Review: 1 Samuel for You

Chances are if you know anything in the book of 1 Samuel it is the story of David and Goliath. Those unfamiliar with most of the Bible at least know this story. Whether the metaphor be used in sports or something else, we want to cheer for David. We see ourselves as ‘the David’ in the story. We all have giants and we need to defeat them. However, having this particular framework is not fruitful. One, to speak of the story of David and Goliath in this way risks turning the narrative into nothing more than allegory. Two, it removes the story from the larger context. 1 Samuel 17 is a part of the whole book and is set in a context of the grand narrative of the Bible. We are not meant to take the place of David (Chester 126-127). The imagery in 1 Samuel 17 reminds us of Genesis 3 and points us to Jesus Christ. See, rather than us playing the role of David, David is meant to point us to Christ. This is just one takeaway from Tim Chester’s 1 Samuel For You in the God’s Word For You series.

The series’ goal is for the learner to read, to feed, and to lead. It excels in all three. Chester does a tremendous job explaining the text as well as phrases and words some people may not know, thus, making the book readable. He aids us in understanding what a well-known verse really does mean (Chester 90-91), clarifying what is meant by the removal of God’s Spirit from Saul (Chester 113), and how we need to see the issue of mediums and spiritists (Chester 185-186).

The book’s approach is not nearly as much concerned with commentary as it is forimage devotional use. The questions for reflection at the end of each section prove this to be the case. They encourage the reader to apply what they have learned to their own lives without burdening them with a long list of questions (each section has three questions for reflection). Its opening paragraphs relate the text to a contemporary setting, showing how what happened back then can, in some manner, be applied to what God is doing in our lives now. In the tenth study which includes 1 Samuel 21:1-23:25 (Chester 163-164), I was especially struck with the reminder that as David went through the wilderness and faced suffering before glory (which also points us to Christ), so we live the Christian life knowing that we will face hardship and suffering before we go to be with God in glory one day.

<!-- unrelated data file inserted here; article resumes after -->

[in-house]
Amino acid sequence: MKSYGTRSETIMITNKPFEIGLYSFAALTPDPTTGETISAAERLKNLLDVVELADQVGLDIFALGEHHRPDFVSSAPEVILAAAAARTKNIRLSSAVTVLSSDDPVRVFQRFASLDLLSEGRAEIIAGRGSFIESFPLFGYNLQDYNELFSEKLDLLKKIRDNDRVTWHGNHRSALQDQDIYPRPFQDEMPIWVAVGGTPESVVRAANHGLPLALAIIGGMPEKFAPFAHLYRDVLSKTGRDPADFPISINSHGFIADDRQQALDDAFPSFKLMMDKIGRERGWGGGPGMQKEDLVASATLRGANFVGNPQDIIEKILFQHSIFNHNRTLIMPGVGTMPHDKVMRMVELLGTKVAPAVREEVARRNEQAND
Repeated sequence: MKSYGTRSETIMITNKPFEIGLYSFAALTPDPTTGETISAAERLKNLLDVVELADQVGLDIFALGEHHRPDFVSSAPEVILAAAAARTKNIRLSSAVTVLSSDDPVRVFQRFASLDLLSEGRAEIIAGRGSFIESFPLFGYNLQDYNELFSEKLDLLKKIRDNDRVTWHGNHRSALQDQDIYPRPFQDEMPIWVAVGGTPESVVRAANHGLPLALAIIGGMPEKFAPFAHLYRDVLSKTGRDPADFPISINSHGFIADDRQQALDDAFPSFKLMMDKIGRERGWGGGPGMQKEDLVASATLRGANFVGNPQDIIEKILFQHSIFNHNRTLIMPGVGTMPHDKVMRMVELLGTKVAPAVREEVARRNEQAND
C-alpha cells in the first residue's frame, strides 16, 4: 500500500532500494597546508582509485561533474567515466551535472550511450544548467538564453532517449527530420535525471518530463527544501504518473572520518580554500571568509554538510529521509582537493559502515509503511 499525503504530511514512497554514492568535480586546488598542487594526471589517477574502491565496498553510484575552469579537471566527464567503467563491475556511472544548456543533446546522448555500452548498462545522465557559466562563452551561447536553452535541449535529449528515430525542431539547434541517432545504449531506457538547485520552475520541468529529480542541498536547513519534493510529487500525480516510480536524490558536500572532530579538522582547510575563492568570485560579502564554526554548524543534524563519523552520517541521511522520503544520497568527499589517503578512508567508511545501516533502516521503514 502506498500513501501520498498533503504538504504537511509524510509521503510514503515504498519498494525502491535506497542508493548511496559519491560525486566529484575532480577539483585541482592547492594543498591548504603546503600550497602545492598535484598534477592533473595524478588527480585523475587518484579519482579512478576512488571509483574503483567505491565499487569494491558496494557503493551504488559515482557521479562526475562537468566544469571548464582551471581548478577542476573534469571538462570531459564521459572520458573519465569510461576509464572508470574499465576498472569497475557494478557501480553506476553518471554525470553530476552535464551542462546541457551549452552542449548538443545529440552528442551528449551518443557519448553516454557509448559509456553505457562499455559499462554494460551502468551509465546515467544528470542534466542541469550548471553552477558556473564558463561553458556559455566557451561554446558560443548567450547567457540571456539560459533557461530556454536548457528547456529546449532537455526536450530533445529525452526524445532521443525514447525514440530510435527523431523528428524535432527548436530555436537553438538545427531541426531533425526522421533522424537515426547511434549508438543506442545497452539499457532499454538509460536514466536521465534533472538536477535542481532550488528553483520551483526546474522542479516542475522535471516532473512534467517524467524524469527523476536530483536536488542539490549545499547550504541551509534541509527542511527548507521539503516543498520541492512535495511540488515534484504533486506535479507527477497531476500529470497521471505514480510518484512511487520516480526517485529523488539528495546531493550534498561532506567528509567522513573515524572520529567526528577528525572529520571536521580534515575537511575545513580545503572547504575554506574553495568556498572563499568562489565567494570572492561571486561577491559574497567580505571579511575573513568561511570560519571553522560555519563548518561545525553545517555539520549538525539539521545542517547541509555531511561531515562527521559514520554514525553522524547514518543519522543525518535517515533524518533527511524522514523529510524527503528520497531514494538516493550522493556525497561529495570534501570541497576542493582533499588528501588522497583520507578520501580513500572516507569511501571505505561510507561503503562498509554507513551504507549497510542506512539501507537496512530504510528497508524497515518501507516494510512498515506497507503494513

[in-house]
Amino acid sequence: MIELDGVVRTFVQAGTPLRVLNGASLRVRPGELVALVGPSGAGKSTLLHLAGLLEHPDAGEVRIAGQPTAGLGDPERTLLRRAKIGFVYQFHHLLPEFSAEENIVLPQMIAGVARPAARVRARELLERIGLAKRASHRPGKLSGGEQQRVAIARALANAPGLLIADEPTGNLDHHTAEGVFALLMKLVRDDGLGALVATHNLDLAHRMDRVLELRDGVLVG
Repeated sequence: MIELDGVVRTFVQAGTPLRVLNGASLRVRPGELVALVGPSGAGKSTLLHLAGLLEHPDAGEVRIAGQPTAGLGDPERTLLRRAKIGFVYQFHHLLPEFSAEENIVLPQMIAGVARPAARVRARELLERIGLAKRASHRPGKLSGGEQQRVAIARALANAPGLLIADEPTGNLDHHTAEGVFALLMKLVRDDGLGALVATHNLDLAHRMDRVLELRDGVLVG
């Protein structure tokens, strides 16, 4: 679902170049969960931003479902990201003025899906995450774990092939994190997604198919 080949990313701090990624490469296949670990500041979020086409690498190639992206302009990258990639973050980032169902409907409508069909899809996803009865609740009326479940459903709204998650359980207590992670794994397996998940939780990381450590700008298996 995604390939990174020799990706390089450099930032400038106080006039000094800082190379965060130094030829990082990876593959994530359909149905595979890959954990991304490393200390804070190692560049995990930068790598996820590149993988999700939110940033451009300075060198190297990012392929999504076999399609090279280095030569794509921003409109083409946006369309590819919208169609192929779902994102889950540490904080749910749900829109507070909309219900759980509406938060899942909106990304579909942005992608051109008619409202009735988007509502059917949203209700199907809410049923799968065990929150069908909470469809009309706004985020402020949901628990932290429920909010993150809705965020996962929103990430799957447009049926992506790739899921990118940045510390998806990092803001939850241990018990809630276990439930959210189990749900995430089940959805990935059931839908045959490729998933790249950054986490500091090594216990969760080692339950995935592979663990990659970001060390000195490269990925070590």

While this book is probably best used as a devotional resource, it can be a tool for leaders in their equipping so that they may be able to clearly teach the Bible to others. One form I saw this in was the use of illustrations. One particular illustration sticks out: in discussing the matter that we, as mere humans, cannot use and manipulate God, Tim Chester compares it with treating God as a waiter in a restaurant. God is not a God who serves us when we want to be served while we sit, eat, and get fat. No, God is a God who is sovereign and who works things out in His ways and His timing.

In conclusion, the God’s Word For You series seeks to provide Bible-centered, Christ-glorifying, relevantly applied, and easily readable resources for the study of God’s Word (Chester 5). I believe they have accomplished this in their 1 Samuel For You volume. I heartily recommend this resource for anyone who desires to know the Word of God deeper, to grow in applying the Word to life, and to see how it all points to Jesus Christ.

I received this book for free from The Good Book Company via Cross Focused Reviews for this review. I was not required to write a positive review. The opinions I have expressed are my own and are my honest review of the book.

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